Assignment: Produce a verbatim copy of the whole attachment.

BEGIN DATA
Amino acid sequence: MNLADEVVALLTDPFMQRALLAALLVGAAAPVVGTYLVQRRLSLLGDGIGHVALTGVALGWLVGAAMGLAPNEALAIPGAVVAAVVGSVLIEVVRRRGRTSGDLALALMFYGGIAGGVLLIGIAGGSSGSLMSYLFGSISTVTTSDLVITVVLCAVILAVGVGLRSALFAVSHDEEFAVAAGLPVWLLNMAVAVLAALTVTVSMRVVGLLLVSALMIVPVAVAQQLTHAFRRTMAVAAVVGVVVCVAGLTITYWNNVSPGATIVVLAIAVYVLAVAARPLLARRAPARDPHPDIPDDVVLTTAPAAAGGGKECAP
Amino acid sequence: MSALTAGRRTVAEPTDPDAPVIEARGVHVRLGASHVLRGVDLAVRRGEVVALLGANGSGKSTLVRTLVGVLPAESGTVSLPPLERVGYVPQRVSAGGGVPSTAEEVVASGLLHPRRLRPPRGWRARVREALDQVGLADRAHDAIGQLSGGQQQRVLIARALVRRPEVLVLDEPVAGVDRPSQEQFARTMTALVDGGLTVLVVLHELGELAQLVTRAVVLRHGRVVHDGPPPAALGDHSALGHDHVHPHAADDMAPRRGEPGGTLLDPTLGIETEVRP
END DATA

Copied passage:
Amino acid sequence: MNLADEVVALLTDPFMQRALLAALLVGAAAPVVGTYLVQRRLSLLGDGIGHVALTGVALGWLVGAAMGLAPNEALAIPGAVVAAVVGSVLIEVVRRRGRTSGDLALALMFYGGIAGGVLLIGIAGGSSGSLMSYLFGSISTVTTSDLVITVVLCAVILAVGVGLRSALFAVSHDEEFAVAAGLPVWLLNMAVAVLAALTVTVSMRVVGLLLVSALMIVPVAVAQQLTHAFRRTMAVAAVVGVVVCVAGLTITYWNNVSPGATIVVLAIAVYVLAVAARPLLARRAPARDPHPDIPDDVVLTTAPAAAGGGKECAP
Amino acid sequence: MSALTAGRRTVAEPTDPDAPVIEARGVHVRLGASHVLRGVDLAVRRGEVVALLGANGSGKSTLVRTLVGVLPAESGTVSLPPLERVGYVPQRVSAGGGVPSTAEEVVASGLLHPRRLRPPRGWRARVREALDQVGLADRAHDAIGQLSGGQQQRVLIARALVRRPEVLVLDEPVAGVDRPSQEQFARTMTALVDGGLTVLVVLHELGELAQLVTRAVVLRHGRVVHDGPPPAALGDHSALGHDHVHPHAADDMAPRRGEPGGTLLDPTLGIETEVRP